Loan Charge disclosure deadline imminent: final considerations for contractors
We previously advised that confusion continues at HMRC, in turn causing justified concern across the contractor Loan Charge population.
While we are disappointed to report that the conditions remain, so close to Monday’s disclosure deadline, a few recent decisions have compounded the obfuscation for 2019 Loan Charge contractors, writes Graham Webber of WTT Consulting. Here we attempt to clarify.
Where are we now?
- As per previous guidance, the Loan Charge requires a disclosure by the end of September. That is the law and is the only stable point upon which we can leverage. What that disclosure looks like is now perhaps in question.
- There is a review underway which will report in mid-November which may or may not have practical consequences for the Loan Charge.
- There is an ongoing settlement which according to HMRC affects your legal requirement to disclose. HMRC have also offered all those going through settlement the opportunity to suspend until the review is finalised.
A key question we’re being asked: Is it necessary to comply with the letter of the (loan charge) law or the spirit?
While not really a practical tax question, it does sum up the dilemma facing contractors.
HMRC have previously set out the method for disclosing loans via an online mechanism created for the sole purpose of collecting the data. More recently HMRC have indicated in a press release that where the information has been provided through settlement, no disclosure is necessary.
So contractors, you may understandably ask: ‘Do I go with a logical, literal interpretation of the situation, being aware of the risks and potential for penalty?’ Or, ‘do I go with a view that abides by the underlying spirit of the law to gift HMRC additional information but restrict their ability for penalties?’
I do not envy this decision. Let me also be clear that advisers in this space are far from agreed. I draw no inferences from that. Advisers will consider client circumstances and risk appetite and advise accordingly. We are all trained, qualified or experienced in tax. We all have our own strategies and will usually advise in a manner consistent with them. Different advice from different advisers does not mean that any of them are wrong.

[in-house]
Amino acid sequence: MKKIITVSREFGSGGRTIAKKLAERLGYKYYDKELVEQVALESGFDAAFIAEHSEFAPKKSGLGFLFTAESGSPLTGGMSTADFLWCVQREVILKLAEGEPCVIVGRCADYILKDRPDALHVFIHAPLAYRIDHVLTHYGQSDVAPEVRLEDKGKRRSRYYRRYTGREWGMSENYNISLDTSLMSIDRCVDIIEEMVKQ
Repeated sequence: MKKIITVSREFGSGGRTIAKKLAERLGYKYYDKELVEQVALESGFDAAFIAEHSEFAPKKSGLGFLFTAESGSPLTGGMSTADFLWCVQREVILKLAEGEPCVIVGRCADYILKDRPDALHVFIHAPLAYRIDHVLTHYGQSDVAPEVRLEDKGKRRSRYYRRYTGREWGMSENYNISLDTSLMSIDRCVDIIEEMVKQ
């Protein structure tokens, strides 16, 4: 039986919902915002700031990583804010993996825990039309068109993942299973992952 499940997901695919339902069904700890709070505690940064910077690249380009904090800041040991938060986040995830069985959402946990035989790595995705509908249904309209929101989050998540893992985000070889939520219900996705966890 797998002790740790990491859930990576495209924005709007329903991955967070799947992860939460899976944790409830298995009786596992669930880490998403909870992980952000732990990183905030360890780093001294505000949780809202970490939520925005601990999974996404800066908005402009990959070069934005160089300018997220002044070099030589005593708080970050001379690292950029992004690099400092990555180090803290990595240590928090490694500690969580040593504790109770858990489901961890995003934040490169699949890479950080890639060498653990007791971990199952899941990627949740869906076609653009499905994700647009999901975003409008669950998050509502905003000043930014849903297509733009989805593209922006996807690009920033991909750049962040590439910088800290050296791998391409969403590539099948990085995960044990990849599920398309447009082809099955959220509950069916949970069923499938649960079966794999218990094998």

We know that the law says you should disclose loans by the end of September. That is a given. The law has not changed. Choosing not to disclose could result in a penalty. It is entirely likely that the penalty could be challenged where settlement discussions remain ongoing and you subsequently settle, but do we trust HMRC’s machine to not churn out automatic daily penalties?
We do not.
I’m imagining a judge considering whether a contractor who has not disclosed and who now has a penalty, is able to claim “reasonable excuse,” based on HMRC’s published statements. You would hope that HMRC would not in such circumstances have issued a penalty. If they do (and who in the adviser or contractor community trusts them in relation to the loan charge?), would a judge strike it out? Even if he or she does, you still will be out of pocket financially in taking such a case to court.
HMRC publications have no statutory power. They may display how HMRC considers the law to apply but they are -- as is demonstrated regularly – hardly expert in tax law. The Revenue’s publications are perhaps better than blog posts, but how much better?
Also, what does ‘engaged in settlement’ mean? You’ve sent details months ago and heard nothing? You have signed an agreement and are awaiting a final confirmation? Where along that line is the boundary between safety and jeopardy?
The Review – or more precisely the Reviewer – is, in my opinion, honestly meant. I have met Sir Amyas Morse and believe him to be a person of integrity. He is, though, conducting an entirely extra statutory exercise that has no power to bind government. He may decide that the Loan Charge is a terrible piece of legislation on every level and recommend abolishing it – and be ignored. He may decide that it is apposite and the government for political reasons will remove it from the statute book.
Our advice is to forget that the Loan Charge Review is underway for the purposes of disclosure.
Finally, does your scheme fit the legislation? Many do not. Many have very good grounds for being outside the law as it stands. Some have loans that disappeared long before March 2016. Some have loans that did not come from third parties. Some have no loans at all. These all may lie outside the words of the law.
What, however, is the policy driving this legislation and what might a judge consider to be the intent of parliament?
It is clear to us that whatever motivation is behind the Loan Charge (and we purposefully choose not to comment here), the intent is that those who received sums of money from contracting their time and expertise in a manner that was not taxed, are the focus. This disclosure is not perhaps a reason to raise an assessment (legally), but it is what the intent of parliament might be interpreted as.
Considering this broken landscape and the need to navigate through it, which is the safest course?
In our view it is that unless you have signed a settlement agreement, disclosure should be made to protect you from all penalties. This is on the basis that if you have already disclosed through settlement, disclosing again can’t jeopardise, but failing to disclose can on both penalties and the costs of defending those penalties. Better to be safe than sorry, or better still consult an expert; even if they don’t agree with the guidance herein. Either way, Monday is deadline day, so your final approach must be considered, justified and adopted.